Changes

Jump to: navigation, search

Abelian group

187 bytes added, 23:23, 21 January 2009
no edit summary
===Origin of the term===
The term '''Abelian abelian group''' comes from Niels Henrick Abel, a mathematician who worked with groups even before the formal theory was laid down, in order to prove unsolvability of the quintic. The word ''abelian'' is usually begun with a small ''a''. {{quotation|'''wikinote''': Some older content on the wiki uses capital A for Abelian. We're trying to update this content.}}
<section begin=beginner/>
===Symbol-free definition===
An '''Abelian abelian group''' is a [[group]] where any two elements commute.
===Definition with symbols===
A [[group]] <math>G</math> is termed '''Abelianabelian''' if for any elements <math>x</math> and <math>y</math> in <math>G</math>, <math>xy = yx</math> (here <math>xy</math> denotes the product of <math>x</math> and <math>y</math> in <math>G</math>).
<section end=beginner/>
===Equivalent formulations===
* A group is Abelian abelian if its [[defining ingredient::center]] is the whole group.* A group is Abelian abelian if its [[defining ingredient::commutator subgroup]] is trivial.
<section begin=beginner/>
==Notation==
When <math>G</math> is an Abelian abelian group, we typically use ''additive'' notation and terminology. Thus, the group multiplication is termed ''addition'' and the product of two elements is termed the ''sum''.
# The infix operator <math>+</math> is used for the group multiplication, so the sum of two elements <math>a</math> and <math>b</math> is denoted by <math>a + b</math>. The group multiplication is termed ''addition'' and the product of two elements is termed the ''sum''.
# <math>a + a + \ldots + a</math> done <math>n</math> times is denoted <math>na</math>, (where <math>n \in \mathbb{N}</math>) while <math>(-a) + (-a) + (-a) + \ldots + (-a)</math> done <math>n</math> times is denoted <math>(-n)a</math>.
This convention is typically followed in a situation where we are dealing with the Abelian abelian group <math>G</math> in isolation, rather than as a subgroup of a possibly non-Abelian abelian group. If we are working with subgroups in a non-Abelian abelian group, we typically use multiplicative notation even if the subgroup happens to be Abelianabelian.
==Examples==
<section begin=revisit/>
===Finite examples===
[[Cyclic group]]s are good examples of Abelian abelian groups, where the cyclic group of order <math>n</math> is the group of integers modulo <math>n</math>.
Further, any direct product of cyclic groups is also an Abelian abelian group. Further, every [[finitely generated group|finitely generated]] Abelian group is obtained this way. This is the famous [[structure theorem for finitely generated Abelian abelian groups]].
The structure theorem can be used to generate a complete listing of finite Abelian abelian groups, as described here: [[classification of finite Abelian groups]].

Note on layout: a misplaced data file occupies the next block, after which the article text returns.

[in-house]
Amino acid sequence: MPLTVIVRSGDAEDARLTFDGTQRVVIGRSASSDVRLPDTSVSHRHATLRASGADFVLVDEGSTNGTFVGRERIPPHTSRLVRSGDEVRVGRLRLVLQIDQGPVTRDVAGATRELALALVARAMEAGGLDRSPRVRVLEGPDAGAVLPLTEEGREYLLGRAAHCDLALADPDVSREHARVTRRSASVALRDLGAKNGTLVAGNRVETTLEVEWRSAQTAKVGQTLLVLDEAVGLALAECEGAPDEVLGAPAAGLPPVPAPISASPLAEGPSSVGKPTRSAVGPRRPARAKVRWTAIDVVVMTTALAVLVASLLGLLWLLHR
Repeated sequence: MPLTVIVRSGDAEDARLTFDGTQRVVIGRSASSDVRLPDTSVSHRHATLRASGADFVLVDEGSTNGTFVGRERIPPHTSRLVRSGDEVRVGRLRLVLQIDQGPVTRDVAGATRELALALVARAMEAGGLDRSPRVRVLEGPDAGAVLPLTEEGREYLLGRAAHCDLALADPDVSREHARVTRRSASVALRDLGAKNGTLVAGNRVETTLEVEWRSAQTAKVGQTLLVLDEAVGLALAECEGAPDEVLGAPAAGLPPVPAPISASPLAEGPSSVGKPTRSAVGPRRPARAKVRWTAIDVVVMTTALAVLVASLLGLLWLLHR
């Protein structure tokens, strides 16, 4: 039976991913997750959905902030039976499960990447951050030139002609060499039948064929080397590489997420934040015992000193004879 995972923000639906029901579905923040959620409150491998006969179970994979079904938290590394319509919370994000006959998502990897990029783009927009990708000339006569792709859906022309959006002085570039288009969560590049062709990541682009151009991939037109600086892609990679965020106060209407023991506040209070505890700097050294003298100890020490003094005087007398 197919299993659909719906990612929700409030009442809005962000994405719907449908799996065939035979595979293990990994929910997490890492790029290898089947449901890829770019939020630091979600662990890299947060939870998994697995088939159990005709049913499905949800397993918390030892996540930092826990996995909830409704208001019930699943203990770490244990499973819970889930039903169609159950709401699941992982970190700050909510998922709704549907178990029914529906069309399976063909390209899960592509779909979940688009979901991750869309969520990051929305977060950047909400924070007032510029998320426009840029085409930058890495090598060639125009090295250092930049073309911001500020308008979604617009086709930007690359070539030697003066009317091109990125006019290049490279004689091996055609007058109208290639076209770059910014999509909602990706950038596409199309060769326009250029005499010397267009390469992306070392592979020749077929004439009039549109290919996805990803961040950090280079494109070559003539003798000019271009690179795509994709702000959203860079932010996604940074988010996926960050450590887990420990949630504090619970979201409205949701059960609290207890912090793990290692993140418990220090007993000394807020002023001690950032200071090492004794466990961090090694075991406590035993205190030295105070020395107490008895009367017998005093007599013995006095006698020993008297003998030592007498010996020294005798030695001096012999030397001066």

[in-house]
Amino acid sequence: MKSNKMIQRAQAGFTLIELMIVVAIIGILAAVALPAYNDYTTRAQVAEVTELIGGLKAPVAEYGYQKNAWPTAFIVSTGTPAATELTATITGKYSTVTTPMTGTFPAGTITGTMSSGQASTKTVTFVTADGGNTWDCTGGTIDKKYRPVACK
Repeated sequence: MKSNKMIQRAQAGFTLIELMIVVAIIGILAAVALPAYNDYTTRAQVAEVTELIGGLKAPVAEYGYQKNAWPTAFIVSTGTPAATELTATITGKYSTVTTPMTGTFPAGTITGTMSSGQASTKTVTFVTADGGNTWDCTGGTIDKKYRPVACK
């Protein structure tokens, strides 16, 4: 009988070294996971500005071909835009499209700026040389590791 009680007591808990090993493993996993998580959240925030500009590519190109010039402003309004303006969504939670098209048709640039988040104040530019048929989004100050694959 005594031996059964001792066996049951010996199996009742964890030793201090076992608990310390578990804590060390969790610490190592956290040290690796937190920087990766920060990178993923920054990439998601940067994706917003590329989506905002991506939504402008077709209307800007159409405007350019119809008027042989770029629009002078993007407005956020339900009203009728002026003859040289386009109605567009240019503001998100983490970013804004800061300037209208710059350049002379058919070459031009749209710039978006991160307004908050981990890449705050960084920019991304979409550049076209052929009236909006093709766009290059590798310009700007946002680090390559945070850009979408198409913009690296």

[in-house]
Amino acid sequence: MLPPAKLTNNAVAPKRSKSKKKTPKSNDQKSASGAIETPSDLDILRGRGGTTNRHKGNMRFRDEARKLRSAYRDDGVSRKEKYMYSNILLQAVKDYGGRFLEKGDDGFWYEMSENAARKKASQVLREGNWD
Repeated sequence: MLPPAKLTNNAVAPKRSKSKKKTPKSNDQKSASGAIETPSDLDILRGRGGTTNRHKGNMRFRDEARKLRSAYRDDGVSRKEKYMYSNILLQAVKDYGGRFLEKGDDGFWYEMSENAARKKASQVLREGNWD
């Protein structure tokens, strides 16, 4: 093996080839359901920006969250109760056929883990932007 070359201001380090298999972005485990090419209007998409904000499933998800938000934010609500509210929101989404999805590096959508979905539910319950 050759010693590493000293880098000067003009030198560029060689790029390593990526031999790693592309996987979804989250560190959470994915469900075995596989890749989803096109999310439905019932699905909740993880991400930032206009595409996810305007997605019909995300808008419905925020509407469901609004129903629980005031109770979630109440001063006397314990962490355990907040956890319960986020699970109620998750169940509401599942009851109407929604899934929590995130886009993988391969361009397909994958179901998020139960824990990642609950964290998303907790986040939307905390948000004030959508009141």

===Non-examples===
Not every group is Abelianabelian. The smallest non-Abelian abelian group is [[symmetric group:S3|the symmetric group on three letters]]: the group of all permutations on three letters, under composition. Its being non-Abelian abelian hinges on the fact that the order in which permutations are performed, matters.
<section end=revisit/>
==Facts==
===Occurrence as subgroups===
Every [[cyclic group]] is Abelianabelian. Since each group is generated by its cyclic subgroups, every group is generated by a family of Abelian abelian subgroups. A trickier question is: do there exist Abelian abelian [[normal subgroup]]s? A good candidate for an Abelian abelian normal subgroup is the [[center]], which is the collection of elements of the group that commute with ''every'' element of the group.
===Occurrence as quotients===
The maximal Abelian abelian quotient of any group is termed its [[Abelianizationabelianization]], and this is the quotient by the [[commutator subgroup]]. A subgroup is normal with Abelian abelian quotient group if and only if the subgroup contains the commutator subgroup.
==Metaproperties==
{{S-closed}}
Any [[subgroup]] of an Abelian abelian group is Abelian abelian -- viz., the property of being Abelian abelian is [[subgroup-closed group property|subgroup-closed]]. This follows as a direct consequence of Abelianness abelianness being varietal. {{proofat|[[Abelianness is subgroup-closed]]}}
{{Q-closed}}
Any [[quotient]] of an Abelian abelian group is Abelian abelian -- viz the property of being Abelian abelian is [[quotient-closed group property|quotient-closed]]. This again follows as a direct consequence of Abelianness abelianness being varietal. {{proofat|[[Abelianness is quotient-closed]]}}
{{DP-closed}}
A [[direct product]] of Abelian abelian groups is Abelian abelian -- viz the property of being Abelian abelian is [[direct product-closed group property|direct product-closed]]. This again follows as a direct consequence of Abelianness abelianness being varietal. {{proofat|[[Abelianness is direct product-closed]]}}
==Testing==
class = AbelianGroups}}
To test whether a group is Abelianabelian, the GAP syntax is:
<pre>IsAbelian (group)</pre>
Bureaucrats, emailconfirmed, Administrators
38,756
edits

Navigation menu